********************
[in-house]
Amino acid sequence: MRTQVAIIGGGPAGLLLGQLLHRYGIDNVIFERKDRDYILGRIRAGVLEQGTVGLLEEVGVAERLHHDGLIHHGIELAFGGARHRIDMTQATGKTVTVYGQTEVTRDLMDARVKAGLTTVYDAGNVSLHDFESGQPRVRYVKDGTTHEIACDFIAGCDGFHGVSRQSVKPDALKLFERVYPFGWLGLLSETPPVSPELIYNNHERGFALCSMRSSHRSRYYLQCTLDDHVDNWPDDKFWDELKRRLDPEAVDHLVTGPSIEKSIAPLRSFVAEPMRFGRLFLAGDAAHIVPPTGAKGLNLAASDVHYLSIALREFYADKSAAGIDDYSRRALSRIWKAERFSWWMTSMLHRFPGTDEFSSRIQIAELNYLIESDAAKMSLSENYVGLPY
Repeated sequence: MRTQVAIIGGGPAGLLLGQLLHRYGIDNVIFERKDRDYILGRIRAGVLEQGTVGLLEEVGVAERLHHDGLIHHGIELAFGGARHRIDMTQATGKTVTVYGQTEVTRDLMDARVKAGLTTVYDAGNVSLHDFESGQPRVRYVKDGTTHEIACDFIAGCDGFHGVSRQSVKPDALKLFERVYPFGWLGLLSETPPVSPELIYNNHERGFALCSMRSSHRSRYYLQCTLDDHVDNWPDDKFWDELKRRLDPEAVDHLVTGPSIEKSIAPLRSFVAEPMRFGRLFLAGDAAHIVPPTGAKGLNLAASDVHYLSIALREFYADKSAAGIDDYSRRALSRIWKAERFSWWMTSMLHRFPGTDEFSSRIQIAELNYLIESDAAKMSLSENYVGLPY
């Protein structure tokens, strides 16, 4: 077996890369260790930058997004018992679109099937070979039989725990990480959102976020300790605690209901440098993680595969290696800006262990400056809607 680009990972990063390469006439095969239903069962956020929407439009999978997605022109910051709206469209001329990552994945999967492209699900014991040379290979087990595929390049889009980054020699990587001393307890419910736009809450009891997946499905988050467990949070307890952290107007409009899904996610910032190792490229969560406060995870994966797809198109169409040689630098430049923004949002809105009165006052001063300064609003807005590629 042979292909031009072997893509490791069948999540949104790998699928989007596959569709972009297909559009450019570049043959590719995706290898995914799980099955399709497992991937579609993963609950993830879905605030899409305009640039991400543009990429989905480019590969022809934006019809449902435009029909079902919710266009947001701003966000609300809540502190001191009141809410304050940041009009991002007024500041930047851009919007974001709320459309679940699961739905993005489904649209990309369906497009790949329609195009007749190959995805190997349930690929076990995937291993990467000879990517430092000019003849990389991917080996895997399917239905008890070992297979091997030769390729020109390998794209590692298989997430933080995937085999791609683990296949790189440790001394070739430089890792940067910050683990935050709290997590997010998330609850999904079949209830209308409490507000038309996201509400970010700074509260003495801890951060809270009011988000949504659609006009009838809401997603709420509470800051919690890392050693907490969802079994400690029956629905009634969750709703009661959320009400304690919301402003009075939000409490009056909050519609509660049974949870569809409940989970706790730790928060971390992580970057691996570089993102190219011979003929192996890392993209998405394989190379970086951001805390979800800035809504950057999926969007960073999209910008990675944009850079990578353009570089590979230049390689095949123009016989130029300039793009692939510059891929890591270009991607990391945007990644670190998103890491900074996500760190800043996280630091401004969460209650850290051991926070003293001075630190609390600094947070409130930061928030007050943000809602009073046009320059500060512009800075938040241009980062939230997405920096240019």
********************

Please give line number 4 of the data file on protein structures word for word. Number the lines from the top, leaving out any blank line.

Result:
């Protein structure tokens, strides 16, 4: 077996890369260790930058997004018992679109099937070979039989725990990480959102976020300790605690209901440098993680595969290696800006262990400056809607 680009990972990063390469006439095969239903069962956020929407439009999978997605022109910051709206469209001329990552994945999967492209699900014991040379290979087990595929390049889009980054020699990587001393307890419910736009809450009891997946499905988050467990949070307890952290107007409009899904996610910032190792490229969560406060995870994966797809198109169409040689630098430049923004949002809105009165006052001063300064609003807005590629 042979292909031009072997893509490791069948999540949104790998699928989007596959569709972009297909559009450019570049043959590719995706290898995914799980099955399709497992991937579609993963609950993830879905605030899409305009640039991400543009990429989905480019590969022809934006019809449902435009029909079902919710266009947001701003966000609300809540502190001191009141809410304050940041009009991002007024500041930047851009919007974001709320459309679940699961739905993005489904649209990309369906497009790949329609195009007749190959995805190997349930690929076990995937291993990467000879990517430092000019003849990389991917080996895997399917239905008890070992297979091997030769390729020109390998794209590692298989997430933080995937085999791609683990296949790189440790001394070739430089890792940067910050683990935050709290997590997010998330609850999904079949209830209308409490507000038309996201509400970010700074509260003495801890951060809270009011988000949504659609006009009838809401997603709420509470800051919690890392050693907490969802079994400690029956629905009634969750709703009661959320009400304690919301402003009075939000409490009056909050519609509660049974949870569809409940989970706790730790928060971390992580970057691996570089993102190219011979003929192996890392993209998405394989190379970086951001805390979800800035809504950057999926969007960073999209910008990675944009850079990578353009570089590979230049390689095949123009016989130029300039793009692939510059891929890591270009991607990391945007990644670190998103890491900074996500760190800043996280630091401004969460209650850290051991926070003293001075630190609390600094947070409130930061928030007050943000809602009073046009320059500060512009800075938040241009980062939230997405920096240019």